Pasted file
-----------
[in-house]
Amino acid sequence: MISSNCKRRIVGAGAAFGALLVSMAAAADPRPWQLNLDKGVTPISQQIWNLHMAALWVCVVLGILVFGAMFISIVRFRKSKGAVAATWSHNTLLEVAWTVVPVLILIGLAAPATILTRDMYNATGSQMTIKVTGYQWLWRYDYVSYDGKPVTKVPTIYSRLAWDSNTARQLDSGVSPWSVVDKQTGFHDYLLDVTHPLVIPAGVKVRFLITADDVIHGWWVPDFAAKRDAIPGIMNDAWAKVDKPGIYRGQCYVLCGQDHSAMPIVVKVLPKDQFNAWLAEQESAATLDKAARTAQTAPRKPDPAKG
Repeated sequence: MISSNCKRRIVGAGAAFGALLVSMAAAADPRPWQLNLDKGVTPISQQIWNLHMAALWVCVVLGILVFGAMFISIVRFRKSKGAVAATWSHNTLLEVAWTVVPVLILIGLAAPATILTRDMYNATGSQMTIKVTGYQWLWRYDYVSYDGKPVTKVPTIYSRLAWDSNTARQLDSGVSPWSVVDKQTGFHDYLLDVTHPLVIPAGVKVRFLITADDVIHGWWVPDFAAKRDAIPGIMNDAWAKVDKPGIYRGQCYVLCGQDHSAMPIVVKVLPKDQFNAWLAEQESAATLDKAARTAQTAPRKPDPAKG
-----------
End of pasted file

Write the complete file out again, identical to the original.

[in-house]
Amino acid sequence: MISSNCKRRIVGAGAAFGALLVSMAAAADPRPWQLNLDKGVTPISQQIWNLHMAALWVCVVLGILVFGAMFISIVRFRKSKGAVAATWSHNTLLEVAWTVVPVLILIGLAAPATILTRDMYNATGSQMTIKVTGYQWLWRYDYVSYDGKPVTKVPTIYSRLAWDSNTARQLDSGVSPWSVVDKQTGFHDYLLDVTHPLVIPAGVKVRFLITADDVIHGWWVPDFAAKRDAIPGIMNDAWAKVDKPGIYRGQCYVLCGQDHSAMPIVVKVLPKDQFNAWLAEQESAATLDKAARTAQTAPRKPDPAKG
Repeated sequence: MISSNCKRRIVGAGAAFGALLVSMAAAADPRPWQLNLDKGVTPISQQIWNLHMAALWVCVVLGILVFGAMFISIVRFRKSKGAVAATWSHNTLLEVAWTVVPVLILIGLAAPATILTRDMYNATGSQMTIKVTGYQWLWRYDYVSYDGKPVTKVPTIYSRLAWDSNTARQLDSGVSPWSVVDKQTGFHDYLLDVTHPLVIPAGVKVRFLITADDVIHGWWVPDFAAKRDAIPGIMNDAWAKVDKPGIYRGQCYVLCGQDHSAMPIVVKVLPKDQFNAWLAEQESAATLDKAARTAQTAPRKPDPAKG